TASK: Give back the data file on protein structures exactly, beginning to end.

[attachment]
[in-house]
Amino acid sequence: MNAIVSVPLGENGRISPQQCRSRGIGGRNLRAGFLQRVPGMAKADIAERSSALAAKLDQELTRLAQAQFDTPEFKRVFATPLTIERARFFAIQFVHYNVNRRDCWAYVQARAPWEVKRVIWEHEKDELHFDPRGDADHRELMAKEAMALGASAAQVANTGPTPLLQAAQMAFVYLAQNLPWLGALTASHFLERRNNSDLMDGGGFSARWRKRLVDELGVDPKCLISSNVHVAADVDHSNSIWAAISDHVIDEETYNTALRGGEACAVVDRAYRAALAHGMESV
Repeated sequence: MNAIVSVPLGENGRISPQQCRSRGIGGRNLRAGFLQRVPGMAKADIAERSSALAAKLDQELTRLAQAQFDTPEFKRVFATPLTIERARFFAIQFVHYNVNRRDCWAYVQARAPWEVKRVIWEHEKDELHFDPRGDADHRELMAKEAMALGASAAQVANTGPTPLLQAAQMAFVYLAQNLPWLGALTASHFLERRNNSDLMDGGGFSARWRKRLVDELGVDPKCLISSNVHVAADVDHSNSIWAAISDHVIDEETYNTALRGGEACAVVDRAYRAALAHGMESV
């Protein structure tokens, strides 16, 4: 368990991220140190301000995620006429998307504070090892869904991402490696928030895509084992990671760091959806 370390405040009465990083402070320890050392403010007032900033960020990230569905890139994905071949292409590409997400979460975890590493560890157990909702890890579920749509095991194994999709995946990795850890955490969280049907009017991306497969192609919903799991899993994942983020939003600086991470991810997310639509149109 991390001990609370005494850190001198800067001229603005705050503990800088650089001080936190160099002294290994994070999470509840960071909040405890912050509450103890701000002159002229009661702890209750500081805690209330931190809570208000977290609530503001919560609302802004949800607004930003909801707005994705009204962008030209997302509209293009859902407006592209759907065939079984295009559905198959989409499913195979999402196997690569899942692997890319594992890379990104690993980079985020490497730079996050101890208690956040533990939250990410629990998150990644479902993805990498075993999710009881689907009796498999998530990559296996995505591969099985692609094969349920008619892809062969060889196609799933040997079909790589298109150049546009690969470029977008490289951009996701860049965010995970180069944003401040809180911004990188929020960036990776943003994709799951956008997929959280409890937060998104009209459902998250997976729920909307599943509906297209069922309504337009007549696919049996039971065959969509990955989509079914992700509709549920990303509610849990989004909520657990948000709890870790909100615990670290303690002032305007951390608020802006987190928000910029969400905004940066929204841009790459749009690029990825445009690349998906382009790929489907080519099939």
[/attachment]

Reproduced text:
[in-house]
Amino acid sequence: MNAIVSVPLGENGRISPQQCRSRGIGGRNLRAGFLQRVPGMAKADIAERSSALAAKLDQELTRLAQAQFDTPEFKRVFATPLTIERARFFAIQFVHYNVNRRDCWAYVQARAPWEVKRVIWEHEKDELHFDPRGDADHRELMAKEAMALGASAAQVANTGPTPLLQAAQMAFVYLAQNLPWLGALTASHFLERRNNSDLMDGGGFSARWRKRLVDELGVDPKCLISSNVHVAADVDHSNSIWAAISDHVIDEETYNTALRGGEACAVVDRAYRAALAHGMESV
Repeated sequence: MNAIVSVPLGENGRISPQQCRSRGIGGRNLRAGFLQRVPGMAKADIAERSSALAAKLDQELTRLAQAQFDTPEFKRVFATPLTIERARFFAIQFVHYNVNRRDCWAYVQARAPWEVKRVIWEHEKDELHFDPRGDADHRELMAKEAMALGASAAQVANTGPTPLLQAAQMAFVYLAQNLPWLGALTASHFLERRNNSDLMDGGGFSARWRKRLVDELGVDPKCLISSNVHVAADVDHSNSIWAAISDHVIDEETYNTALRGGEACAVVDRAYRAALAHGMESV
């Protein structure tokens, strides 16, 4: 368990991220140190301000995620006429998307504070090892869904991402490696928030895509084992990671760091959806 370390405040009465990083402070320890050392403010007032900033960020990230569905890139994905071949292409590409997400979460975890590493560890157990909702890890579920749509095991194994999709995946990795850890955490969280049907009017991306497969192609919903799991899993994942983020939003600086991470991810997310639509149109 991390001990609370005494850190001198800067001229603005705050503990800088650089001080936190160099002294290994994070999470509840960071909040405890912050509450103890701000002159002229009661702890209750500081805690209330931190809570208000977290609530503001919560609302802004949800607004930003909801707005994705009204962008030209997302509209293009859902407006592209759907065939079984295009559905198959989409499913195979999402196997690569899942692997890319594992890379990104690993980079985020490497730079996050101890208690956040533990939250990410629990998150990644479902993805990498075993999710009881689907009796498999998530990559296996995505591969099985692609094969349920008619892809062969060889196609799933040997079909790589298109150049546009690969470029977008490289951009996701860049965010995970180069944003401040809180911004990188929020960036990776943003994709799951956008997929959280409890937060998104009209459902998250997976729920909307599943509906297209069922309504337009007549696919049996039971065959969509990955989509079914992700509709549920990303509610849990989004909520657990948000709890870790909100615990670290303690002032305007951390608020802006987190928000910029969400905004940066929204841009790459749009690029990825445009690349998906382009790929489907080519099939």